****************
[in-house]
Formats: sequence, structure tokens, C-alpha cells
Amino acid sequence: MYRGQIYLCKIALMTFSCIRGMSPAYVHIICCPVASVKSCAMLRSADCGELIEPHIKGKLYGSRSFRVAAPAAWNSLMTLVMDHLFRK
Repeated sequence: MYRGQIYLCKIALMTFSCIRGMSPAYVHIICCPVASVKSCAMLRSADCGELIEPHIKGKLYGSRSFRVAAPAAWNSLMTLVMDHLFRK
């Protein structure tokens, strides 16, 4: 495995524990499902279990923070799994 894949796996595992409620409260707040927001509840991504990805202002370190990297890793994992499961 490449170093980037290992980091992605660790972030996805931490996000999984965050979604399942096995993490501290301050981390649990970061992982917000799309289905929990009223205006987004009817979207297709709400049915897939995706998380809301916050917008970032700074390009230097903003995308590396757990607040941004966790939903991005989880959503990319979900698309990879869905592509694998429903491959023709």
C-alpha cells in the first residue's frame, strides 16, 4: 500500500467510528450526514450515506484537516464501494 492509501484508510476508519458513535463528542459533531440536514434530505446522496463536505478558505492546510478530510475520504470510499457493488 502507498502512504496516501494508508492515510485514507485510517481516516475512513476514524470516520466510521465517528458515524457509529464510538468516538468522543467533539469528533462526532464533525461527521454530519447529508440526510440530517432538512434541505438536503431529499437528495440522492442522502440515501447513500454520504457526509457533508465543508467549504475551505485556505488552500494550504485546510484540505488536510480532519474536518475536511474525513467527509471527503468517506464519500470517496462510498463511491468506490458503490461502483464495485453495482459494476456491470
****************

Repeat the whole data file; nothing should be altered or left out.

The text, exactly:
[in-house]
Formats: sequence, structure tokens, C-alpha cells
Amino acid sequence: MYRGQIYLCKIALMTFSCIRGMSPAYVHIICCPVASVKSCAMLRSADCGELIEPHIKGKLYGSRSFRVAAPAAWNSLMTLVMDHLFRK
Repeated sequence: MYRGQIYLCKIALMTFSCIRGMSPAYVHIICCPVASVKSCAMLRSADCGELIEPHIKGKLYGSRSFRVAAPAAWNSLMTLVMDHLFRK
């Protein structure tokens, strides 16, 4: 495995524990499902279990923070799994 894949796996595992409620409260707040927001509840991504990805202002370190990297890793994992499961 490449170093980037290992980091992605660790972030996805931490996000999984965050979604399942096995993490501290301050981390649990970061992982917000799309289905929990009223205006987004009817979207297709709400049915897939995706998380809301916050917008970032700074390009230097903003995308590396757990607040941004966790939903991005989880959503990319979900698309990879869905592509694998429903491959023709």
C-alpha cells in the first residue's frame, strides 16, 4: 500500500467510528450526514450515506484537516464501494 492509501484508510476508519458513535463528542459533531440536514434530505446522496463536505478558505492546510478530510475520504470510499457493488 502507498502512504496516501494508508492515510485514507485510517481516516475512513476514524470516520466510521465517528458515524457509529464510538468516538468522543467533539469528533462526532464533525461527521454530519447529508440526510440530517432538512434541505438536503431529499437528495440522492442522502440515501447513500454520504457526509457533508465543508467549504475551505485556505488552500494550504485546510484540505488536510480532519474536518475536511474525513467527509471527503468517506464519500470517496462510498463511491468506490458503490461502483464495485453495482459494476456491470